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By Kellie Benz, PAWS Staff

That first night. Oh, that first night.

Okay, I’ll admit it. I spent the first night that I brought Henry home (at PAWS he was Gru) just staring at him. I took pictures too and some video. I loved him instantly.

Henry, on the other hand, spent the first night testing each item of furniture. He tested the bed for stretch-ability. Could he get a full length body stretch across my mattress? Check.

AACM-Blog-First-Night,-Henry-landscape

Then he tested the couch for comfort. Was there an equal amount of room to curl up and sink into cushions? Check. Could he knead the blankets deep enough for his claws not to touch surface? Check. Was there enough distance from this odd lady who kept staring? Check. Double check.

While I was madly in love immediately, Henry was still assessing the situation. While I was posting to Facebook about my new family member, he was one-eyeing me with uncertainty. For me, we were family. For Henry, the jury was still out. He seemed to think it best to sleep on the final decision overnight.

Can't see Henry kneading in the video opposite? Try watching it on our Vimeo channel instead.

Taking a new "baby" home can be a little nerve-wracking, and with cats you’re never quite certain if you meet with their approval.

For all of you—like me—who made adopting a cat a priority for Adopt-A-Cat Month, here’s a little "first night" primer for what to expect;

Do you have all the essentials?

  • Water
  • Dish
  • Fresh food – dry and wet
  • Litter box
  • Litter

Want a full rundown of what to expect? Check out this information in the PAWS online resource library. Once you’ve got the essentials for his or her first night, what should you expect from your new fur-family member in the way of behavior?

“A cat needs to know its surroundings, so he or she is going to spend a lot of time sniffing,” explains Steph Renaud, PAWS Cat City Supervisor, “and perhaps, sneezing.”

That’s right, cats react to new smells and irritants too.

“Give them a chance to adjust to their new surroundings. This is their home and they’ve got a lifetime to discover it, so let them go slow and find their way on their own time.” Steph encourages. And, if they keep sneezing (like Henry did), bring that up with your vet on your first visit.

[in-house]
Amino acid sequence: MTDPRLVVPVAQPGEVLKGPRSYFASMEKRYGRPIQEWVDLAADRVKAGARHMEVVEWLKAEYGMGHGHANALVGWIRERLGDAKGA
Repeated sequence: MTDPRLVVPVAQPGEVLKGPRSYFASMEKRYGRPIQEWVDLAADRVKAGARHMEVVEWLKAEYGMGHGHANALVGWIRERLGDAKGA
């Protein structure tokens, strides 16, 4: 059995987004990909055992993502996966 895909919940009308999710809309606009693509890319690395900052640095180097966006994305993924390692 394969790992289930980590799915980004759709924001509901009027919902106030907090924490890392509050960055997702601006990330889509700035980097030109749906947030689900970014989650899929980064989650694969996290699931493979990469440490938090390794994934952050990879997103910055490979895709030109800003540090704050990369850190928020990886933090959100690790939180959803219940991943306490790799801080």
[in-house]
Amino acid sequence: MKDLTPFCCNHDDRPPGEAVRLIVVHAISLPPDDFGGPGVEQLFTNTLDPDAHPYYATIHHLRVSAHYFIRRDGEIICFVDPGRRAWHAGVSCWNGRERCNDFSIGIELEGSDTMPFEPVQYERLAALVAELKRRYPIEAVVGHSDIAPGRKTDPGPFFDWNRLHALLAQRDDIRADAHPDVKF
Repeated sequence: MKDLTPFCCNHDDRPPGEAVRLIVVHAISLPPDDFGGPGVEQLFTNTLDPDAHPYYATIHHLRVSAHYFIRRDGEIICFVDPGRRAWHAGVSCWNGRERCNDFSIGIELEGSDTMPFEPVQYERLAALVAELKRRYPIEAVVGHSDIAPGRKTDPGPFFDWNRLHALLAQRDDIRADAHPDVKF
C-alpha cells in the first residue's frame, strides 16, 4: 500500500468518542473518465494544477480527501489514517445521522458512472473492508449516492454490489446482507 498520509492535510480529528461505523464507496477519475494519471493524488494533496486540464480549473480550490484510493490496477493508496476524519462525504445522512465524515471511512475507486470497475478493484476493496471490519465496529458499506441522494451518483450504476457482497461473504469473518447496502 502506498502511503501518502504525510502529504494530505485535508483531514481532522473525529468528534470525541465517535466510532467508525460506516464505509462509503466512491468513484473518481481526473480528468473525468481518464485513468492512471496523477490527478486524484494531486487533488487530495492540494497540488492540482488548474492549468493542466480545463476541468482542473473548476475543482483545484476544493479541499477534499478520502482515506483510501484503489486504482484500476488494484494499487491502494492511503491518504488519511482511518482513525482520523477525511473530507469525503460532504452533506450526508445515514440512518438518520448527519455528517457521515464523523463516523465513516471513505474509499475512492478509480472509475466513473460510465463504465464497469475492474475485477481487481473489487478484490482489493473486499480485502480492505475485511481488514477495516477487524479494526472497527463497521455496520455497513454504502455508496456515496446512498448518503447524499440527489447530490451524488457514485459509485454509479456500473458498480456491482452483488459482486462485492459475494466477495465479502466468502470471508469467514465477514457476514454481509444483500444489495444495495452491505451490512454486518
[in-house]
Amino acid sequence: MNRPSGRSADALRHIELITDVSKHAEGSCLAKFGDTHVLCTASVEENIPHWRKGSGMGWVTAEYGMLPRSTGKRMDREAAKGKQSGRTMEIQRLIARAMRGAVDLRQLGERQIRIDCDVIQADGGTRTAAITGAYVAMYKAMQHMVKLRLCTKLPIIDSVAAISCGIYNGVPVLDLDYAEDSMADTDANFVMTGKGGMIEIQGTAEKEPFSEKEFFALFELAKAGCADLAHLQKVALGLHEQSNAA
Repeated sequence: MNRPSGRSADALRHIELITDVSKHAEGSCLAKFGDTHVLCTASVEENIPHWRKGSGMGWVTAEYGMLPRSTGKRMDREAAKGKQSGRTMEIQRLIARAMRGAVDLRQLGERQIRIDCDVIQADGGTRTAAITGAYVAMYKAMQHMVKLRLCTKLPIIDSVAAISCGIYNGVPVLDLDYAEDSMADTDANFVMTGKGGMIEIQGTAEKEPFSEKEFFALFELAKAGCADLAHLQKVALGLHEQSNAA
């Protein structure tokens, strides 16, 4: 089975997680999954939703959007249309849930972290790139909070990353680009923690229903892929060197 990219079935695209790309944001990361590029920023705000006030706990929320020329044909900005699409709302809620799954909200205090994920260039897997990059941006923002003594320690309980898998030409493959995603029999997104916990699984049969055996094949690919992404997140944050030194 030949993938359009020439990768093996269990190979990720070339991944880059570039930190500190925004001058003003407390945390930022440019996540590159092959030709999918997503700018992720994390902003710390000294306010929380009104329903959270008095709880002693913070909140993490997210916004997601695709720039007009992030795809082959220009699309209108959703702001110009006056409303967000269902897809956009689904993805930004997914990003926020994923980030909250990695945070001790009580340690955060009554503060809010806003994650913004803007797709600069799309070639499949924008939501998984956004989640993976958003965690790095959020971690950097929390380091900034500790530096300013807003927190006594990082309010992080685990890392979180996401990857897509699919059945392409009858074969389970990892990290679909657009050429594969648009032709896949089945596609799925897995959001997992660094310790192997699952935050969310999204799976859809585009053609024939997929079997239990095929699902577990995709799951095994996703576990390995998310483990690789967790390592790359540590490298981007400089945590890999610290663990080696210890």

AACM-Blog-First-Night,-Henry-portrait

Naturally, you already know that every cat is unique and—of course—your new darling is the most interesting being who has ever existed. 

For any questions about his/her behavior, the PAWS Resource Library is a thorough hub of online articles for most every cat preparation need you might have. 

If you’re introducing your new cat to another cat, take the time to read this. Same goes for introducing a new cat to its new canine sibling.

“There’s no better solution than love and patience.” Says Steph, “If you can remember this, then your latest family member will transition nicely to his or her brand new surroundings.”

As for Henry, he suffered just a few days of ‘everything’s-new-itis’, and it only took a little more than 72 hours to discover that he’s probably a birder at heart – more interested in cat food with bird as the base than fish (lucky for my local wildlife, Henry’s also an indoor cat). 

Phew-y, gross, ick fish – according to the tiny panther I now work for.

Suffice to say, Henry’s home now and lucky for me, he seems to like it.


Looking for a feline friend? Browse our available cats here. 

Check out our Adopt-A-Cat Month special here - fees waived on weekdays in June for adult and senior cats, thanks to Road to Puppy Bowl funding from Animal Planet and the ASPCA!

Have your own homecoming story to share? We'd love to hear it! Email us or post a message on our Facebook page.

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